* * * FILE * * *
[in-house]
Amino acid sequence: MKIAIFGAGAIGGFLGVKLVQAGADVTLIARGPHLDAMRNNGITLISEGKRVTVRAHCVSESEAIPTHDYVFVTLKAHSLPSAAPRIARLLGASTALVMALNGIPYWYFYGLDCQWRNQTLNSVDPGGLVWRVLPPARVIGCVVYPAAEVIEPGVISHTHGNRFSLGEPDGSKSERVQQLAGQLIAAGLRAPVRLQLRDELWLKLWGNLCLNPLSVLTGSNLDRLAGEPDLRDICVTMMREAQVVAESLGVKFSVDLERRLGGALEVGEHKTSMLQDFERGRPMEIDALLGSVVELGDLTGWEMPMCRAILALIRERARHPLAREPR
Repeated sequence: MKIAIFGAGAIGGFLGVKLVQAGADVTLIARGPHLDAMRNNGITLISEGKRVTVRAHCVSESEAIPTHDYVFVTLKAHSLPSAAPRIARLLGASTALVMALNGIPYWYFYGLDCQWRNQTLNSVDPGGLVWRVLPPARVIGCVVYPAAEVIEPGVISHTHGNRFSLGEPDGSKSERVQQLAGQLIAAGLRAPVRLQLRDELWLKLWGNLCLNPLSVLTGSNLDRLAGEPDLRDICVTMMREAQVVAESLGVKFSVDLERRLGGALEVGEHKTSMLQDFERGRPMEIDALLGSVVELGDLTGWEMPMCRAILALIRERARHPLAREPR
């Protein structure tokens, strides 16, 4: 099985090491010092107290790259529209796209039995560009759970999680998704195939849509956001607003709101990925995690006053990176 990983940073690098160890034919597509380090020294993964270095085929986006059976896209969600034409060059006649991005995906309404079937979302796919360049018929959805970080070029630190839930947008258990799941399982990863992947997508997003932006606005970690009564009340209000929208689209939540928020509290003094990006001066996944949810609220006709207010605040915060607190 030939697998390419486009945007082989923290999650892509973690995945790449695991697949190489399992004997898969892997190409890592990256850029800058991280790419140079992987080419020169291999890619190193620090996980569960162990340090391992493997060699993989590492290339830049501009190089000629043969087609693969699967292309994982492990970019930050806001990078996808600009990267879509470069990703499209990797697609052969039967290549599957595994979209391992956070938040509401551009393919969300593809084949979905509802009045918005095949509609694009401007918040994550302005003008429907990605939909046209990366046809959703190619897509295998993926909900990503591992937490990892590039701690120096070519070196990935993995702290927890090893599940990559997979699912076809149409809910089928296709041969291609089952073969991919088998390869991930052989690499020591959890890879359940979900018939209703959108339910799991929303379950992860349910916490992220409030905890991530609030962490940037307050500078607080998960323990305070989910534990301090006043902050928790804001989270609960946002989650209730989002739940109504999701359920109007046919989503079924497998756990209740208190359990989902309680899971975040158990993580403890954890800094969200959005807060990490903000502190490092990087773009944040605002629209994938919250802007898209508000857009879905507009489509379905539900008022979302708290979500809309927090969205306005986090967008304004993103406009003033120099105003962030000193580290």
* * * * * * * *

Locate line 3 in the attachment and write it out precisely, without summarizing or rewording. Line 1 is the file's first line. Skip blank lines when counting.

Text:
Repeated sequence: MKIAIFGAGAIGGFLGVKLVQAGADVTLIARGPHLDAMRNNGITLISEGKRVTVRAHCVSESEAIPTHDYVFVTLKAHSLPSAAPRIARLLGASTALVMALNGIPYWYFYGLDCQWRNQTLNSVDPGGLVWRVLPPARVIGCVVYPAAEVIEPGVISHTHGNRFSLGEPDGSKSERVQQLAGQLIAAGLRAPVRLQLRDELWLKLWGNLCLNPLSVLTGSNLDRLAGEPDLRDICVTMMREAQVVAESLGVKFSVDLERRLGGALEVGEHKTSMLQDFERGRPMEIDALLGSVVELGDLTGWEMPMCRAILALIRERARHPLAREPR